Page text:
Tag Archive | calgary birds

Quite the act

Posted by Matthew Sim
Recently down here in Texas, the local Killdeer have started nesting and their nests can be found in many open spots, such as open lots and around athletic fields. Down at my high school, there were at least 2 nests around the track, which was quite surprising considering the amount of disturbance this location gets daily. While out for a walk last weekend, I found another nest near a local pond. I chanced upon this nest when the female Killdeer incubating her eggs scurried off her nest and proceeded to preform the Killdeer’s broken wing act to try and lure me away from her nest.


On the alert!

When Killdeer see a potential predator approaching their nests, they try to distract the predators from the nest by dragging one of their wings on the ground as though it were broken. They scamper away, stopping from time to time to make sure the predator is still following and then, when they feel a safe distance away from their nests, they fly off, returning to their eggs to continue incubating. It really is quite the trick!

Quite the convincing act!

Quite the convincing act!


I let myself be led away by this act but before I left I did make a brief attempt to find the Killdeer’s eggs, which I did, snapping a photo from a good distance away so as to ensure I didn’t disturb the Killdeer again before I left.

Killdeer eggs

Leucistic Rough-legged Hawk

Posted by Matthew Sim

We’ve done posts here on this blog about leucism before, which is when a bird has reduced pigmentation, meaning it has more white in it’s feathers than normal for the species. We’ve had some examples before, including a leucistic House Finch, American Robin, Ruby-throated Hummingbird and others. For the past few months, Calgary has had a very neat leucistic bird in the area. This Rough-legged Hawk frequents the area around Highway 40, just west of Calgary.

Leucistic Rough-legged Hawk


Now compare this with a more normal Rough-legged Hawk.

Rough-legged Hawk

On January 1rst, I found this leucistic hawk on Highway 40 near its intersection with Range Road 40.


 Posted by Matthew Sim

It was a bright, sunny winter afternoon in Calgary, nearly two years ago to the day. I had just retreated from a chilly walk around my neighborhood and was warming up when I happened to glance out the upstairs window. Upon doing so, I noticed a strange shape down on the snow. It took me a minute to figure it out, but once I realized what I was looking at, the story began to come together piece by piece. See what you come up with.

When you looked at this shot, you might have said that you see a bird’s impression in the snow. You would have been right. Now, you might have been a little more specific and described seeing a raptor’s impression. If you got this far, you did great. It’s not very easy to deduce much else. However, some may have gone even further, observing the shape of the raptor, comparing with descriptions in field guides and creating a list of possible suspects based on the fact that this was taken in Calgary, during the winter. If you came up with a few possible suspects, great work. But did you go any further?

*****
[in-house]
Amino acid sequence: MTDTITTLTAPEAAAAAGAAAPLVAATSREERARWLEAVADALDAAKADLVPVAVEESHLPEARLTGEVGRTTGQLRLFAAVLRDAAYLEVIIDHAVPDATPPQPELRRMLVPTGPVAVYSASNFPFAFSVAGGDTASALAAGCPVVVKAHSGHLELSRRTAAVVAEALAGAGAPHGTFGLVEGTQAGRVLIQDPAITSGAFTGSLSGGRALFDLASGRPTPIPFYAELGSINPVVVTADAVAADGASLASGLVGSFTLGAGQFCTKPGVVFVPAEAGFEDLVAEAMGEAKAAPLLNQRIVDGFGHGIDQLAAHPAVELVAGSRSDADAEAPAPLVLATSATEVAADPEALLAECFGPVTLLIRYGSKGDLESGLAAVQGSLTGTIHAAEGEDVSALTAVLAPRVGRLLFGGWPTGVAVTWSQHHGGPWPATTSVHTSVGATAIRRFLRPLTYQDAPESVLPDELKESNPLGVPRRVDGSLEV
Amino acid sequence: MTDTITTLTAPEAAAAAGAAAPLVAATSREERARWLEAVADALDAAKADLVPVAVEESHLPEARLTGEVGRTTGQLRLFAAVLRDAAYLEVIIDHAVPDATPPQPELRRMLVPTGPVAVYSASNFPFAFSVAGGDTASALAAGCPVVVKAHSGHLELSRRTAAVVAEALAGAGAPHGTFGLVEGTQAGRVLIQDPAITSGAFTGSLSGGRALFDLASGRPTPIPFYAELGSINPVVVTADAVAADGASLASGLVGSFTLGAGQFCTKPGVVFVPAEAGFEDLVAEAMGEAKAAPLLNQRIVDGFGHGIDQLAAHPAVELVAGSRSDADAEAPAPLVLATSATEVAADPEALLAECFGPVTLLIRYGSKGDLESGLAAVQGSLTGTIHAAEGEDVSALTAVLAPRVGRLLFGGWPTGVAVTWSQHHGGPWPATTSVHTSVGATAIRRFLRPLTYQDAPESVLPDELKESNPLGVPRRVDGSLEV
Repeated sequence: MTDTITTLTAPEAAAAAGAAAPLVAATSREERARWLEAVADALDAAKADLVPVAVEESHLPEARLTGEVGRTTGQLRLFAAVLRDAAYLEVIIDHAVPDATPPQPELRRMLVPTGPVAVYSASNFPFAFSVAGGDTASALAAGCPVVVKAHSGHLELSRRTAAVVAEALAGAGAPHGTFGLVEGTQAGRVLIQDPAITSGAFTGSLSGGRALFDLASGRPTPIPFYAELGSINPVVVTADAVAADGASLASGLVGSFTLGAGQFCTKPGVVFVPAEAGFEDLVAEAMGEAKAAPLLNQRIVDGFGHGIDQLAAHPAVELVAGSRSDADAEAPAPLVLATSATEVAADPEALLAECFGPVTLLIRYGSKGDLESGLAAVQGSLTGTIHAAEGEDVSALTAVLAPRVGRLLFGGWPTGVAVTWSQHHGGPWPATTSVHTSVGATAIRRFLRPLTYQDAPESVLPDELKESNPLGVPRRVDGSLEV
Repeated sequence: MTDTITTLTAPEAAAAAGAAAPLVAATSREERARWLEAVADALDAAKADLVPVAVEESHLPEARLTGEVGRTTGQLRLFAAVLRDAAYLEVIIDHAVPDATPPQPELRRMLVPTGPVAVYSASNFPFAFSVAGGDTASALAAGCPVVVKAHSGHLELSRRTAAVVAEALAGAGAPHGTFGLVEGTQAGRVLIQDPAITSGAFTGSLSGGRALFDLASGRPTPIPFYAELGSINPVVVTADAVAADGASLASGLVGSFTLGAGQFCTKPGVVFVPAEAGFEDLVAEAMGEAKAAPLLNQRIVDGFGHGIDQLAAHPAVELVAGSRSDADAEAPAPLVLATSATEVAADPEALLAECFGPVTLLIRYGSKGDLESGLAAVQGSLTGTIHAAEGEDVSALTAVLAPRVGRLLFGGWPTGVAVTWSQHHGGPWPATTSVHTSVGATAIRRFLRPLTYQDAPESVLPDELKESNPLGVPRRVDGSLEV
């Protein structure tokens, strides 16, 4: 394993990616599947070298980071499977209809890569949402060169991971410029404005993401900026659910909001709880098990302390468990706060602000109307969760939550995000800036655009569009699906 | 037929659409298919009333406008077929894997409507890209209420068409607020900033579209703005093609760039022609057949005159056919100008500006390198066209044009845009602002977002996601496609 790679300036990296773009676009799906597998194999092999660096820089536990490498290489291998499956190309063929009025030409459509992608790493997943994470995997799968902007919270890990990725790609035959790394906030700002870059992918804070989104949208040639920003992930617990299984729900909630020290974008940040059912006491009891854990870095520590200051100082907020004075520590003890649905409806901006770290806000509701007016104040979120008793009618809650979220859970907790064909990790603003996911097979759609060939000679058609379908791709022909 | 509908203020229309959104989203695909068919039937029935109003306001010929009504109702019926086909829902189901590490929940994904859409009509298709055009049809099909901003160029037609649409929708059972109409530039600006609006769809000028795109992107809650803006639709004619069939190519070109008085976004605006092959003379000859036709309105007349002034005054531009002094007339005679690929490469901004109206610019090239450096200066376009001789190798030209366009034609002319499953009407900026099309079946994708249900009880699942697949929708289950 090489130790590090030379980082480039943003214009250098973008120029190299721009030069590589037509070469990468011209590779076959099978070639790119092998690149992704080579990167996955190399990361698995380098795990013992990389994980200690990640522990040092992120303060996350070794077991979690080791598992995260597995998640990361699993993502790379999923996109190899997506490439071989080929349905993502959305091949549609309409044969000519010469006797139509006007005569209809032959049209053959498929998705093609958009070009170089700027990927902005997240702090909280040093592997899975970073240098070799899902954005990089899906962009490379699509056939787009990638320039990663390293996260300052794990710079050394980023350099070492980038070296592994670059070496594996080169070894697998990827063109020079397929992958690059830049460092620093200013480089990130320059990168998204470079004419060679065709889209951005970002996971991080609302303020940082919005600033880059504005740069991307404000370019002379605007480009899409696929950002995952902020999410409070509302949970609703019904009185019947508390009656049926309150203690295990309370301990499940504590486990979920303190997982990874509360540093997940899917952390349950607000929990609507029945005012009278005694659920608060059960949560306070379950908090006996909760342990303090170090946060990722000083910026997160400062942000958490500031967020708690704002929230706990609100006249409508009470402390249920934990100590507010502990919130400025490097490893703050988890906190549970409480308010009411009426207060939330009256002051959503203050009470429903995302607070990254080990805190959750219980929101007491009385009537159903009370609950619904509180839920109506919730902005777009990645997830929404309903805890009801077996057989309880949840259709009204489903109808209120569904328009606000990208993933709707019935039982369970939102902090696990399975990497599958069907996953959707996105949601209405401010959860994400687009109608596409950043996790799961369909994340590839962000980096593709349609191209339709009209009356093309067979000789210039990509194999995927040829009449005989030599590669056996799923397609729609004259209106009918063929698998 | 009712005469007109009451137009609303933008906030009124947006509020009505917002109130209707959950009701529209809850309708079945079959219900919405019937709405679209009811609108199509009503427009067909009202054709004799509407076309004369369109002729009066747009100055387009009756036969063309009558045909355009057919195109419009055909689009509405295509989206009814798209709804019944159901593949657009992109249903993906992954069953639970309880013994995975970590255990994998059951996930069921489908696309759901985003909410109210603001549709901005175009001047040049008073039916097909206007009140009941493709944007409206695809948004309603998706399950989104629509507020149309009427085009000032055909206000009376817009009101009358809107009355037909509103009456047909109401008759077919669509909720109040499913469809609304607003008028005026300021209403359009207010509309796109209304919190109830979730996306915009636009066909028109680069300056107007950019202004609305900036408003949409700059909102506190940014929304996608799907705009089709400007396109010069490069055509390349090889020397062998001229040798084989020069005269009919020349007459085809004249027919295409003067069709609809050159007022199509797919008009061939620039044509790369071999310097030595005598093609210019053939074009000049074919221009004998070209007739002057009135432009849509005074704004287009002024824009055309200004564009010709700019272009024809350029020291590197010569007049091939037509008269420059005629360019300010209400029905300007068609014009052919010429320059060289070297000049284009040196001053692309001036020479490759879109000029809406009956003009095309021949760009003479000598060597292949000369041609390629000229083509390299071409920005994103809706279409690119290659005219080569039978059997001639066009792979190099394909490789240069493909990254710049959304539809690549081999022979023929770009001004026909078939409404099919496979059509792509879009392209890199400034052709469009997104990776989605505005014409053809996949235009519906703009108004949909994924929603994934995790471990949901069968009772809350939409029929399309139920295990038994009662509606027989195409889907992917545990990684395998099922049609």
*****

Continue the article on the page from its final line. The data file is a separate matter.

If you did, you might have come up with a Sharp-shinned Hawk. You would be right. The wings are too rounded for Merlin or any other falcon, shape too small and body shape not to the right proportions of a buteo such as a Rough-legged or Red-tailed Hawk and the shape is once again far too small for either an eagle or a goshawk. Therefore it must be a Sharp-shinned Hawk. My neighborhood in Calgary has a healthy population of 4-6 Sharp-shinned Hawks so this make sense. From here, we can piece together a story,

Imagine a Sharp-shinned Hawk flying maybe 30-40 feet high, perhaps a little lower, circling at times. From its vantage, the raptor notices a small movement in the fresh snow below. Diving down, it attempts to nab a vole caught out in the open, plunging deep into the unmarked snow. Then what? Tough to say, and it will be a great mystery; we can only speculate at the final result but here is a breakdown of the photo.

I still wonder about the impression in the top right; what happened? Did the vole escape the hawk’s clutches the first time only to succumb to the second attempt? Did the hawk attempt to lift off without getting enough momentum the first go? Or was the impression in the corner caused  by snow falling off a tree limb?

It was quite interesting to see all the same, regardless of what the result was.

Sunday Showcase: More Starlings

Posted by Matthew Sim

This summer while I was up in Calgary, I noticed a lot of starlings as well, especially in Fish Creek P.P. On one of my excursions to the park, I positioned myself beneath a Starling’s nest hole and managed to capture a few shots as the bird descended to feed it’s young.

Preparing for landing…

Landing; note food in beak

At nest hole; seems to be startled by the ferocity of its two young!



Calgary Herald Bird Photography competition

Posted by Matthew Sim

Interested in entering a local bird photography competition? For those of you who haven’t yet seen the article, the Calgary Herald is having a contest for bird photos seen in and around Calgary with the chance to win a copy of the National Geographic Bird Watcher’s Bible: A Complete Treasury.  There are 4 simple ways to enter:

1. Tweet your photo on Twitter with the hashtag #yycphotovote in the tweet.

2. Submit your photo via Instagram with hashtag #yycphotovote in the caption.

3. Post it to the Calgary Herald’s Facebook page.

4. Email the photo as an attachment to readercontributions@calgaryherald.com.

Swainson’s Hawk

If you haven’t submitted any photos, go ahead and give it a try! The winners will be announced next Sunday on the Calgary Herald’s Facebook page. You can find out more about the competition here.

Good luck!